Neil Black Consultant Physician in Diabetes
Neil Black graduated in medicine from Queens University Belfast in 1999 and trained in endocrinology and diabetes in Northern Ireland. He graduated MD in 2007 after a 2-year research programme investigating insulin resistance. On completion of training he took up the position of consultant physician in Altnagelvin Hospital, Derry/Londonderry in 2009, taking over lead for the Western Trust Diabetes Network in 2012. He works full time in the NHS and practices in both endocrinology and diabetes, including both outpatient and acute inpatient management. He is a member of the Northern Ireland Electronic Care Record Clinical Content Group and is a clinical advisor for the design and development of the NIECR Diabetes Pathway clinical record system. He sits on the NI Diabetes Strategy group which is currently forming a NI-wide network. Over the last 3 years he has been reforming diabetes services in his area with his team to improve service delivery and the experience of the person living with diabetes using it. His interests outside medicine are too obscure to be of interest and of little use to anyone. He lives in Derry with his wife and three children.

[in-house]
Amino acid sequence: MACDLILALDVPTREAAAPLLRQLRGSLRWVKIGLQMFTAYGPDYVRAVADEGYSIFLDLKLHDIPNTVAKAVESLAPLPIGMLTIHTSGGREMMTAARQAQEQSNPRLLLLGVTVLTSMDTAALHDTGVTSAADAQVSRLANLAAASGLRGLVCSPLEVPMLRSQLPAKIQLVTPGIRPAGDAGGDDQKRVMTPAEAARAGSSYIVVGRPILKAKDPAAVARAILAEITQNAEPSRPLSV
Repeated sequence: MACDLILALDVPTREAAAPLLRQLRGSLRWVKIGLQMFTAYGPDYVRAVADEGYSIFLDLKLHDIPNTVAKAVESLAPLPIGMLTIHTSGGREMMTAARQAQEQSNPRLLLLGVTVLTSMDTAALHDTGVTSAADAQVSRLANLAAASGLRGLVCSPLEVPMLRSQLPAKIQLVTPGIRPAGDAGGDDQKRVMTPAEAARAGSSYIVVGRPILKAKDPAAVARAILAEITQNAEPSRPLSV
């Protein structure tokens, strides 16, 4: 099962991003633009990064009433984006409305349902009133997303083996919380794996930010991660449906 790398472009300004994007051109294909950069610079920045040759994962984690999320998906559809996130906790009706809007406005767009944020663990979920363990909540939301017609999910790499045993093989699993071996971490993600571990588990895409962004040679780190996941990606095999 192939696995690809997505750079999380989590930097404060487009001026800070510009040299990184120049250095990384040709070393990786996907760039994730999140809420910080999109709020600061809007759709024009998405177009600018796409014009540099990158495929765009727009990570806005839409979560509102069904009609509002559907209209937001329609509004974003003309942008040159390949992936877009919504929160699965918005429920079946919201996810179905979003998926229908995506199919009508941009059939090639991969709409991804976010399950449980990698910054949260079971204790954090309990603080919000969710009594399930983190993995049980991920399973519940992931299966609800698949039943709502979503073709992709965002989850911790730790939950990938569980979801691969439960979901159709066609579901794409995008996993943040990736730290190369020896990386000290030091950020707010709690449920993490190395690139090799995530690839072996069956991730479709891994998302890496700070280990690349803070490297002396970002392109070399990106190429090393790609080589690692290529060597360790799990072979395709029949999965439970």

Adrienne Burton Diabetes Mum
I am mum to a daughter who has diabetes after having her pancreas removed at approximately 1 month old and had her first insulin injection a week later back in 2000. The treatment is the same as type 1 diabetes. Have used majority of insulins around since 2000 including Insulatard, Monotard, Mixtard, Novomix, Actrapid, Lantus and Novorapid. My daughter uses the Medtronic 640G insulin system with full time CGM. She has been pumping since aged 6 so for the last 10 years.